The difference is in the intensity in a certain direction. You can compares this to a room lamp and a car headlamp, which may both use 60 watts, but the reflector and lens of the headlamp generates a much higher intensity of light in one direction.
What is the far field of an antenna?
A. The region of the ionosphere where radiated power is not refracted
B. The region where radiated power dissipates over a specified time period
C. The region where radiated field strengths are obstructed by objects of reflection
D. The region where the shape of the antenna pattern is independent of distance
What type of computer program technique is commonly used for modeling antennas?
A. Graphical analysis
B. Method of Moments
C. Mutual impedance analysis
D. Calculus differentiation with respect to physical properties
Software such as NEC used Method of Moments, answer B.
What is the principle of a Method of Moments analysis?
A. A wire is modeled as a series of segments, each having a uniform value of current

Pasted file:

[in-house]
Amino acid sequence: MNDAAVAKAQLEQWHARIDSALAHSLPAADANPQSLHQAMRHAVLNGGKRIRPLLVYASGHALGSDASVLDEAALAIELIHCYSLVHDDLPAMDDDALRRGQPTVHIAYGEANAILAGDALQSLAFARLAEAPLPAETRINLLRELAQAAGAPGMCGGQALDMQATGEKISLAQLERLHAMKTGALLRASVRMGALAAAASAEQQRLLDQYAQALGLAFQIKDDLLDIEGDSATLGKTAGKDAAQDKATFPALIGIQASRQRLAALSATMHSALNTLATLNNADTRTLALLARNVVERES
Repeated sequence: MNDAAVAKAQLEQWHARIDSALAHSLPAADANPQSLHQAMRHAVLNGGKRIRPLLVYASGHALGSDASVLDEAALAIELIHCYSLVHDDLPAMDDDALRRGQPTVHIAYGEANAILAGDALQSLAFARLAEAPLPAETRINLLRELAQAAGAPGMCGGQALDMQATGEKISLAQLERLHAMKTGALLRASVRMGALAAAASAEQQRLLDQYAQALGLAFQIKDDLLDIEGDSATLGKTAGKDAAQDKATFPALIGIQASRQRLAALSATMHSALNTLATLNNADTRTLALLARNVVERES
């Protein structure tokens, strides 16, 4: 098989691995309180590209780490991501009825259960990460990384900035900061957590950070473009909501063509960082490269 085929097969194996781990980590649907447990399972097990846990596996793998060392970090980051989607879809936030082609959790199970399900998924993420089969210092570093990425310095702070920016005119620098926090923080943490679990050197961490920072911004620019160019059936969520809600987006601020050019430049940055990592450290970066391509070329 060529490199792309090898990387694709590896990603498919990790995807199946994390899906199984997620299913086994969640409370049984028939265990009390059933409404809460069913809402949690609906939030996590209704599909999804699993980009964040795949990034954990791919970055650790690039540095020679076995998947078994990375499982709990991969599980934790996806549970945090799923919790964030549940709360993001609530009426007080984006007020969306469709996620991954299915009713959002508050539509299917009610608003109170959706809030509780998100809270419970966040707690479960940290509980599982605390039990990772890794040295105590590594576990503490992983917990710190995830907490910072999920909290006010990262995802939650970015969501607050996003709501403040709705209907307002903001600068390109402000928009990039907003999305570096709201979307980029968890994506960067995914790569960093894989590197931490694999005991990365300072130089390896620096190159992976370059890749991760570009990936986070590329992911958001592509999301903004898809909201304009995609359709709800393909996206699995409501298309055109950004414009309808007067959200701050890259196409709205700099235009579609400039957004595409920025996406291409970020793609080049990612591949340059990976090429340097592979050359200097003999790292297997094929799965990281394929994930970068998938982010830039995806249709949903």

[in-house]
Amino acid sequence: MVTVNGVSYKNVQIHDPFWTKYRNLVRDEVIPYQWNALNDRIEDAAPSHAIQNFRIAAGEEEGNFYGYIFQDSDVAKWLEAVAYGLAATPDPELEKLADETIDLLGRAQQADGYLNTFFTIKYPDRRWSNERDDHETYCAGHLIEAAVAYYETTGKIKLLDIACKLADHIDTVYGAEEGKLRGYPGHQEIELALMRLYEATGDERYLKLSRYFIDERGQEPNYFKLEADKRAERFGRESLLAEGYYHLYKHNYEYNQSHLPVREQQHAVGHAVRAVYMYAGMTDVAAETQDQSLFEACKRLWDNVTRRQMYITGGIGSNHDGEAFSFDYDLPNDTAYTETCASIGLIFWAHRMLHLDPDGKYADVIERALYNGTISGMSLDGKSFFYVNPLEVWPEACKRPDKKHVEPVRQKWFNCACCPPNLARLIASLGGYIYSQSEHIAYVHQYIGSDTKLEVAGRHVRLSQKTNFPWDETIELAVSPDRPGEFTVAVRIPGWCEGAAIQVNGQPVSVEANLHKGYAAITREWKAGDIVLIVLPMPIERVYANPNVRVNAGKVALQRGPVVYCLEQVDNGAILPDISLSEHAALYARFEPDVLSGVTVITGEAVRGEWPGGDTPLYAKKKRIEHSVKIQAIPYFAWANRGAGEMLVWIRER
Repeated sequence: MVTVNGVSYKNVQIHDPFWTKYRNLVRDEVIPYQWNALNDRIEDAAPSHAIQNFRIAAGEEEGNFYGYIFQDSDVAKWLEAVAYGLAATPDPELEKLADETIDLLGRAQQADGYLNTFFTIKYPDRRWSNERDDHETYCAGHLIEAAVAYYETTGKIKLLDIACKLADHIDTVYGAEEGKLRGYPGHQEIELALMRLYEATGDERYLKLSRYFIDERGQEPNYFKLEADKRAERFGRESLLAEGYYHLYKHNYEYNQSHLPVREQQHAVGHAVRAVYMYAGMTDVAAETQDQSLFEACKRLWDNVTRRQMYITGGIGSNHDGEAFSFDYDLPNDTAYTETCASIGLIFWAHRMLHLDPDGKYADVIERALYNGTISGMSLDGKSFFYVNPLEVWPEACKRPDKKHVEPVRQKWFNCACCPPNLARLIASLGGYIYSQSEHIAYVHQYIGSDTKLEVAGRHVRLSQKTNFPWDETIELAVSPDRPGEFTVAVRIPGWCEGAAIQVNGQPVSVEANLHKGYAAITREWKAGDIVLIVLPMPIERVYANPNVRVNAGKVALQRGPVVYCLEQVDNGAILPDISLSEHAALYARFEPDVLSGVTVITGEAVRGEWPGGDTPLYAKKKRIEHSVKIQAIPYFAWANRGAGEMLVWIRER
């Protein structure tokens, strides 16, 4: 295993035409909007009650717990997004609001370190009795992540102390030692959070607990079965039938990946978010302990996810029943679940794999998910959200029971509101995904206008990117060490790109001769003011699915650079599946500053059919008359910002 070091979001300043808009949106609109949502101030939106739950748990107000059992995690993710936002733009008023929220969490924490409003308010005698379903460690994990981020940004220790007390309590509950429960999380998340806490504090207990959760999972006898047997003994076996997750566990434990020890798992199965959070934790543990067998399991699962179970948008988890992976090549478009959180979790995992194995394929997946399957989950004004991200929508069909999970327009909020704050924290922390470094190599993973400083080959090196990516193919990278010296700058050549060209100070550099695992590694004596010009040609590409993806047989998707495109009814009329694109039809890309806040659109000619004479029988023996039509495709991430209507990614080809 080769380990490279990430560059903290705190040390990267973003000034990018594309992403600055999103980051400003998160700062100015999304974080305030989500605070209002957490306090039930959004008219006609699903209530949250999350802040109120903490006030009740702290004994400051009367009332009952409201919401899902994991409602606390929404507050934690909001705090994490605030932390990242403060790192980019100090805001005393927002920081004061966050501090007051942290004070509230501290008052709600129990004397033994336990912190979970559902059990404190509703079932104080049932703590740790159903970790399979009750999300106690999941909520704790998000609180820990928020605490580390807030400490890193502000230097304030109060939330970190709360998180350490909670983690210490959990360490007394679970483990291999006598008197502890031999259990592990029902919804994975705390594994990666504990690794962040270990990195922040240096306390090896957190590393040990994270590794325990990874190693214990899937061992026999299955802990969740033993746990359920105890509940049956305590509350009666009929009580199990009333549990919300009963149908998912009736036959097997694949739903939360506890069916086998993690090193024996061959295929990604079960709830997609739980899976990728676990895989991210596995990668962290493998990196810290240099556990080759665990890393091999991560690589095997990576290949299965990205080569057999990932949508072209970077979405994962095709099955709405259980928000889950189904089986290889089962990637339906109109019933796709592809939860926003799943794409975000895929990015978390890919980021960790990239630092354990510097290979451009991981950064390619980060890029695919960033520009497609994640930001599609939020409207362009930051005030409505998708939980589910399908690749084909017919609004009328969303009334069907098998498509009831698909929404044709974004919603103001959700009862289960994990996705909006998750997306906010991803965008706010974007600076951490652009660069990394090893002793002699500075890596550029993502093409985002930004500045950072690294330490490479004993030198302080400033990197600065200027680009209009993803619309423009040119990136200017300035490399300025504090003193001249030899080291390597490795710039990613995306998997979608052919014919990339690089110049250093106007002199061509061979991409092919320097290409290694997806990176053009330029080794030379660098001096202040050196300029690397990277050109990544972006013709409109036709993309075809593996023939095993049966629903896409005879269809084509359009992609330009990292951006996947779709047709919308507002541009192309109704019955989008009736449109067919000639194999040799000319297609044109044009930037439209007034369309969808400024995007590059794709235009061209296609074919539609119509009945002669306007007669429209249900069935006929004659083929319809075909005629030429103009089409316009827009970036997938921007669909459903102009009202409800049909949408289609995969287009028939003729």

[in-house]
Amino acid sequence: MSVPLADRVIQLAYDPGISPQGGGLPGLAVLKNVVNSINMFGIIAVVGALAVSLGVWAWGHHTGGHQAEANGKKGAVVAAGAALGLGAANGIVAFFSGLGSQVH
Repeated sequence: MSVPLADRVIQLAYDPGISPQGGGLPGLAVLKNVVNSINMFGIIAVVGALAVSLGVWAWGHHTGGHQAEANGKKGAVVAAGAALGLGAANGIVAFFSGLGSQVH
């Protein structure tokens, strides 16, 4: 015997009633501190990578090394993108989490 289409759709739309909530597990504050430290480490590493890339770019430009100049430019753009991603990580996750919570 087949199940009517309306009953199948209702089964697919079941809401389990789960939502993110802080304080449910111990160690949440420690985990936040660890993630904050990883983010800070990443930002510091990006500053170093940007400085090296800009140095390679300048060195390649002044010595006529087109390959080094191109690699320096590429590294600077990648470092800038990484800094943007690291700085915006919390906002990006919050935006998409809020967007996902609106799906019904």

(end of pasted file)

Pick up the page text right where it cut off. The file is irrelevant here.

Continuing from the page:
B. A wire is modeled as a single sine-wave current generator
C. A wire is modeled as a series of points, each having a distinct location in space
D. A wire is modeled as a series of segments, each having a distinct value of voltage across it
Each wire (or tube, etc) is modelled as a series of segments, each having a uniform value of current, answer A.
What is a disadvantage of decreasing the number of wire segments in an antenna model below the guideline of 10 segments per half-wavelength?
A. Ground conductivity will not be accurately modeled
B. The resulting design will favor radiation of harmonic energy
C. The computed feed point impedance may be incorrect
D. The antenna will become mechanically unstable
This may affect the accuracy of the calculation of the feed point impedance, answer C.
On to: Antennas 2 - Wire & Directional Antennas
You can find links to lots more on the Learning Material page.
Written by Julian Sortland, VK2YJS & AG6LE, September 2022.